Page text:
Amnesty International said Tuesday that more than 1.2 million Afghans have been forced to flee their homes due to violence in the past three years and urged the Kabul government and the international community to tackle the country's growing crisis of refugees internally displaced by war. Those numbers are growing as the war, now in its 15th year, intensifies, the rights group said in a report released in Kabul, adding that many of the internally displaced "live in horrific conditions on the brink of survival. The Taliban have been waging war on the Afghan government since their regime was toppled in the 2001 U.S. invasion. With the withdrawal of most international combat troops in 2014, the insurgency has stepped up, the United Nations says that in 2015 alone, 11,002 civilians were killed or wounded, most of them by insurgents.
The report quotes Farzana, a mother of seven who has lived in a Kabul camp for internally displaced people for more than a decade, after fleeing her home in Parwan province. Since her husband left a few years ago, she has been the family's sole breadwinner. "When you can't put food on the table for your children, it is worse than being hit with a gun," said Farzana, who was identified only by one name. The Afghan government is failing the displaced, even in areas where the international community is involved, Amnesty said. Pilot programs in three conflict-torn provinces, western Herat, northern Balkh and Nangarhar on the eastern border, have stalled, it said. But Hafiz Ahmad Miakhail, a media adviser at the Afghan refugee ministry, disputed Amnesty's numbers, saying the total number of internally displaced was closer to 1 million, with many affected not just by the war but also natural disasters, including floods and earthquakes. But Champa Patel, Amnesty's South Asia director, said there is no question "the increased violence has let to increase displacement." "The numbers that we are talking about and the groups that we are talking about in this report are all people who had to flee because of conflict, so we are not talking about natural disasters, we are not talking about returnees form Pakistan or Iran," she said.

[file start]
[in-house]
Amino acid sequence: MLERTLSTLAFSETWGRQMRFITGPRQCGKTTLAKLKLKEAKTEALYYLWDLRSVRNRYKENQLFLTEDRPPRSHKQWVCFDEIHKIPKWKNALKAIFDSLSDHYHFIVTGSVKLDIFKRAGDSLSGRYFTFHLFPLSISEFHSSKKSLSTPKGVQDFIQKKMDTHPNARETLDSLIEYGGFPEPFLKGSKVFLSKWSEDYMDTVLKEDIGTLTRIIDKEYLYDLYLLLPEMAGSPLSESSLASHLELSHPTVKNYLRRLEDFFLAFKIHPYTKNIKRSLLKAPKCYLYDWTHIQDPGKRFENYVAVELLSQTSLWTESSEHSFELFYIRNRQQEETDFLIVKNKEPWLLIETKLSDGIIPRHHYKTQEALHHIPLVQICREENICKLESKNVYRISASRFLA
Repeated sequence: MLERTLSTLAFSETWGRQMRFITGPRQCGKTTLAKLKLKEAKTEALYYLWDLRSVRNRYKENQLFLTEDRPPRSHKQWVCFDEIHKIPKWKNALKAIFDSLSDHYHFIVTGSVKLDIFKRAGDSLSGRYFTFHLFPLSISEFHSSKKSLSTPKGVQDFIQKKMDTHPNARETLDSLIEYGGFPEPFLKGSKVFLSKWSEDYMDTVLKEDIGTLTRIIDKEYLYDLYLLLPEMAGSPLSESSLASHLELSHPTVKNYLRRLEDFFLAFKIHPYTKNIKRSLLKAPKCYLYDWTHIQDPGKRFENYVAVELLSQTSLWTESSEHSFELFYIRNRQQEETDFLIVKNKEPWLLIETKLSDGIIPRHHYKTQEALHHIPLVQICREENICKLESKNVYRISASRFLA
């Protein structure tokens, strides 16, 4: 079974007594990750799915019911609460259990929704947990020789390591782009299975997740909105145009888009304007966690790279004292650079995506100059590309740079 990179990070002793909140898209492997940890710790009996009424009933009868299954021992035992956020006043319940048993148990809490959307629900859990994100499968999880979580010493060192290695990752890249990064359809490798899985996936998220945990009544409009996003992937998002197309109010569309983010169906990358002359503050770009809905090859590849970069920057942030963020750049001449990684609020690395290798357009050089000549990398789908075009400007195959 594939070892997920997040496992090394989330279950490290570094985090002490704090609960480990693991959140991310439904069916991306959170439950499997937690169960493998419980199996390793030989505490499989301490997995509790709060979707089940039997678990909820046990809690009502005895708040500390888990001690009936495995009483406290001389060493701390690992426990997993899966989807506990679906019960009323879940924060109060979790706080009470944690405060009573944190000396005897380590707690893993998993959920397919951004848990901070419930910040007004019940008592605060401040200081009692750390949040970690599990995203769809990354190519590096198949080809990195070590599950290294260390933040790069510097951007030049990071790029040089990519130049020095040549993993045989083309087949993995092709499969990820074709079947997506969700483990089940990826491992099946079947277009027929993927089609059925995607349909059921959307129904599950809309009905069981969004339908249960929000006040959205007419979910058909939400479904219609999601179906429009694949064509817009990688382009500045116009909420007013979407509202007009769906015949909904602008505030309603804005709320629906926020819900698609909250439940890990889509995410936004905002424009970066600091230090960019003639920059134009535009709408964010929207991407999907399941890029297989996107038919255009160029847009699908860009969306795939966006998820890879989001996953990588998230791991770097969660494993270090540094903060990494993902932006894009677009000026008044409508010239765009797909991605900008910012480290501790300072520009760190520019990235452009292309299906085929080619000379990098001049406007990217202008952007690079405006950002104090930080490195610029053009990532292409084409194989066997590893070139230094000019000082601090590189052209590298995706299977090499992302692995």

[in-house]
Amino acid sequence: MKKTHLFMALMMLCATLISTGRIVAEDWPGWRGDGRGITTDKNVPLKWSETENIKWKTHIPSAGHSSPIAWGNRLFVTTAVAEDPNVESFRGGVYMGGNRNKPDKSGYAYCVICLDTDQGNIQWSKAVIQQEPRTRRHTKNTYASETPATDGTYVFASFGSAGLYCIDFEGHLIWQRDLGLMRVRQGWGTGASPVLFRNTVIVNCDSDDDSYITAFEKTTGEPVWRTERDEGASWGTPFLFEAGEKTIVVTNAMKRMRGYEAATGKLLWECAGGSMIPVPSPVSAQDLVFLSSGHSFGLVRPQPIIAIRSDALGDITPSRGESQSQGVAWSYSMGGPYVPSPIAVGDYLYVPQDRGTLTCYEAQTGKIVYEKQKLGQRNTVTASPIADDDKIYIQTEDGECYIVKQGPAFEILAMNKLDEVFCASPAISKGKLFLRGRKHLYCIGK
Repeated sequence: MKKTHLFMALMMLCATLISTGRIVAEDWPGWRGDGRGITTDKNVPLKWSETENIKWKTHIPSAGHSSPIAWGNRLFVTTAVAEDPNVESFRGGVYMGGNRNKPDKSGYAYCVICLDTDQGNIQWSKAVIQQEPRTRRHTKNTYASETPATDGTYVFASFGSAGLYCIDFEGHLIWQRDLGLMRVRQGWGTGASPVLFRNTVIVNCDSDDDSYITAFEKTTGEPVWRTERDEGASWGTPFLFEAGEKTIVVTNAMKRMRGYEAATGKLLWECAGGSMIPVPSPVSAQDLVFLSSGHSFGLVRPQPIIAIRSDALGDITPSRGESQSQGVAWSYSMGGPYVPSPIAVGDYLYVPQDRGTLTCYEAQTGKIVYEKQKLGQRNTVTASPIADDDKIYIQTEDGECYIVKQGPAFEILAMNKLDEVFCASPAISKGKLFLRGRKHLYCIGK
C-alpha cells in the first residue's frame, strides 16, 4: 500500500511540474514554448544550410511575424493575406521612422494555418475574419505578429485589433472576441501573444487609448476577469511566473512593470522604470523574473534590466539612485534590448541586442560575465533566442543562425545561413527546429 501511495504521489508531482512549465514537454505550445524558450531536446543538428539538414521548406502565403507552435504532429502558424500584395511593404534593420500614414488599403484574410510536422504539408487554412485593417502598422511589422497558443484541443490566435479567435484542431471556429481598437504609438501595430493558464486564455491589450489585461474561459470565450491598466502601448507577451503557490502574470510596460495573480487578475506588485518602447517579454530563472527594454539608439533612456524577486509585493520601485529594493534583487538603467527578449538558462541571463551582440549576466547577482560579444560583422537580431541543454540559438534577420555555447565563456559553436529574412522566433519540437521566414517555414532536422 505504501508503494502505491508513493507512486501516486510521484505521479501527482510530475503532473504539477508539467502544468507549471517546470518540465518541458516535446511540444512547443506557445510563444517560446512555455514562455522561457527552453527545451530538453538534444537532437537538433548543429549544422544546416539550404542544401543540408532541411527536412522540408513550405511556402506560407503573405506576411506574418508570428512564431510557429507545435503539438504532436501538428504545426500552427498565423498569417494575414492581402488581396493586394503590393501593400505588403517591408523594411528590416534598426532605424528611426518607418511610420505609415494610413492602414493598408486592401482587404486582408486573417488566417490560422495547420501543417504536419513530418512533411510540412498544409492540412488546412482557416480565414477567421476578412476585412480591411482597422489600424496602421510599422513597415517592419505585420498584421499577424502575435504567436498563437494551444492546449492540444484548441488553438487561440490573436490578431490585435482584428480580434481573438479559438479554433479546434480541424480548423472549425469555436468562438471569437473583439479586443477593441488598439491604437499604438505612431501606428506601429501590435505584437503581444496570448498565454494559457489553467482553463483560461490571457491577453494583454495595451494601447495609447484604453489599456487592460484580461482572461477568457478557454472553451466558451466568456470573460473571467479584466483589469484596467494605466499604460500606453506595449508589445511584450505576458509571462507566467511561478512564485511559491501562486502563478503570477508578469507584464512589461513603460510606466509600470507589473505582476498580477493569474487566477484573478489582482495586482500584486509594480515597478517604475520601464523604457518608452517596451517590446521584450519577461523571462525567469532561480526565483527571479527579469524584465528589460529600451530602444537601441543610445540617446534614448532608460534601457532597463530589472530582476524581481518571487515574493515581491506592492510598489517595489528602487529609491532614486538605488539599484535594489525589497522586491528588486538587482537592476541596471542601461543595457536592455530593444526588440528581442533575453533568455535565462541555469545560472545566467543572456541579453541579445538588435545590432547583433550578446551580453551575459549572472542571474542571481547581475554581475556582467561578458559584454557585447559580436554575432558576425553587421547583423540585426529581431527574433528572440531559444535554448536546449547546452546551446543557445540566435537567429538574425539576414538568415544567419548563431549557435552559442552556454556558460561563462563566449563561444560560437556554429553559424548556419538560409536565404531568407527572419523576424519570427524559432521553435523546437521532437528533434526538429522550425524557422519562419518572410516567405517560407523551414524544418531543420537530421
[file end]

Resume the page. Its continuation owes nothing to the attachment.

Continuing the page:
Afghanistan has one of the highest refugee populations in the world, estimated at 2.6 million people living outside its borders. Last year, some 178,000 Afghans risked their lives on the dangerous journeys to reach European shores and apply for asylum, Amnesty's report said. "We have no water to drink, no food to eat, no education system for our children, no electricity," said Hussain Samander, a refugee living in the Chman-e Babrak settlement in Kabul.
Meanwhile, gunmen in Afghanistan killed nine bus passengers and kidnapped 170 on Tuesday outside the northern city of Kunduz in an attack blamed on Taliban insurgents, a provincial official said. The attackers stopped three buses on a road and ordered the passengers out, shot dead nine of them and kidnapped the rest, officials said. Government forces later freed most of the abducted passengers in a rescue operation.